There has been a lot of press commentary recently on the role of non-executive directors in quoted companies and financial institutions, which has been highlighted as a result of the current financial crisis. The role is coming under increased scrutiny, particularly in relation to the importance of challenging executive decisions. Non-executive directors are not, however, only important to quoted companies and financial institutions. Appointing a non-executive director to a private company may also be appropriate and bring with it many benefits, as explained in a recently published paper from the Institute of Chartered Accountants of Scotland ("ICAS").

What is the difference between an executive director and a non-executive director?

An executive director would normally be involved in the day to day management and operations of the company and hold an executive role such as managing director, finance director, operations director, etc. Non-executives, by contrast, are not "hands on". They are expected to attend board meetings and operate as a "check and balance" to the executives by bringing an objective external viewpoint to the meeting and, where appropriate, making constructive challenges to executive decisions.

Non-executive directors and executive directors owe the same legal duties to their company. The time devoted by a non-executive to the company's affairs, however, is likely to be significantly less than for an executive director. This would be taken into account should a question ever arise as to whether the non-executive director has properly discharged his duties to the company.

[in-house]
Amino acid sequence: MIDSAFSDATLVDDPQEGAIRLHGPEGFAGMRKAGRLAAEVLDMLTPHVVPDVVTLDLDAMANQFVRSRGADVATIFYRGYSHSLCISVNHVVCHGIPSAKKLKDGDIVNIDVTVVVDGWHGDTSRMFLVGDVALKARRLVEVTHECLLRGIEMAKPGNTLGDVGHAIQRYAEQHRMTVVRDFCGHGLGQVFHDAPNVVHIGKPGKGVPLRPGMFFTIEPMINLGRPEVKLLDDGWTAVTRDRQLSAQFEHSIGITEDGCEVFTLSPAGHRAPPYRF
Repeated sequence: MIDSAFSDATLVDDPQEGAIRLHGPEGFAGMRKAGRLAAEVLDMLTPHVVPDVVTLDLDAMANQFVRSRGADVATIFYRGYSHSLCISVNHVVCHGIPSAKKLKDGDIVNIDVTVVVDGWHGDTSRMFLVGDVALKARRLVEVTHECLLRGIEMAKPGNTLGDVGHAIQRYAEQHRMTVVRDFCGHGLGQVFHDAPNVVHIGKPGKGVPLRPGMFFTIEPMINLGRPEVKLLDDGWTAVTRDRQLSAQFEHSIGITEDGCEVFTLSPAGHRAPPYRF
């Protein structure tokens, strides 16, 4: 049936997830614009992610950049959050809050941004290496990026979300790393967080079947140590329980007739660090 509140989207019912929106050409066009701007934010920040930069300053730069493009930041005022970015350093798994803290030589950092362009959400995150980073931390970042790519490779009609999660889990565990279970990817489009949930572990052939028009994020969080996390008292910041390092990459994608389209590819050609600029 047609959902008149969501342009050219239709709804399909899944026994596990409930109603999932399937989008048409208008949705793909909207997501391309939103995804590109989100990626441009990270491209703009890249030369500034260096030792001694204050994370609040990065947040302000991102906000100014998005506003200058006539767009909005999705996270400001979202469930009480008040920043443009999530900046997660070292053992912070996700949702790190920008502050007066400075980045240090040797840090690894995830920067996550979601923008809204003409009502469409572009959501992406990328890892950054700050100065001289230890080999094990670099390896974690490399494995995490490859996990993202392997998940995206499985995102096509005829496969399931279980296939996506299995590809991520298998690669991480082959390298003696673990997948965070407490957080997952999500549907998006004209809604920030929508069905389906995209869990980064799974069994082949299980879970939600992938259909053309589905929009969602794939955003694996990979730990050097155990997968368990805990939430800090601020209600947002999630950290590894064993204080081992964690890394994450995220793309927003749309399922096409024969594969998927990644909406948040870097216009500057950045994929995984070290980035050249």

Non-executive director role not limited to quoted companies

The non-executive director has been a feature of the quoted company landscape for many years now. The role is enshrined in the Combined Code on Corporate Governance ("Code"). This provides that companies to which the Code applies should have a balance of executives and non-executives such that no one individual or small group of individuals can dominate the board's decision taking. The Code gives guidance on the role of the non-executive director which includes constructively challenging the board's proposals, scrutinising the performance of management, and ensuring that financial controls and systems of risk management are robust and defensible.

It is of course open to private companies to appoint non-executive directors. Whether or not this is appropriate will depend on a number of factors including the size of the company, the nature of its business, the stage of its development, its future strategy, and the current composition of its board. Increasingly, external investors and lenders are seeking to have a non-executive director on the boards to provide an investor's as opposed to a manager's view and offer a wider experience.

A prospective non-executive director will want to consider whether his particular experience is likely to be relevant and helpful to the company, and the time commitment required. Because of his potential liabilities as a director, he will be interested in the potential risks and will need to have sufficient understanding of how the company operates and how it deals with business risk.

The new ICAS guidance is intended to help identify:

  • whether a private company would benefit from appointing non-executive directors;
  • the expectations that a board and its shareholders may have of a non-executive director;
  • the support and information that may be expected from the company management so that non-executive directors can fulfil their remit;
  • the duties and responsibilities of individual directors; and
  • the potential risks to each director.

It also outlines a number of practical measures to help both the company and its directors fulfil their roles and manage their risks effectively.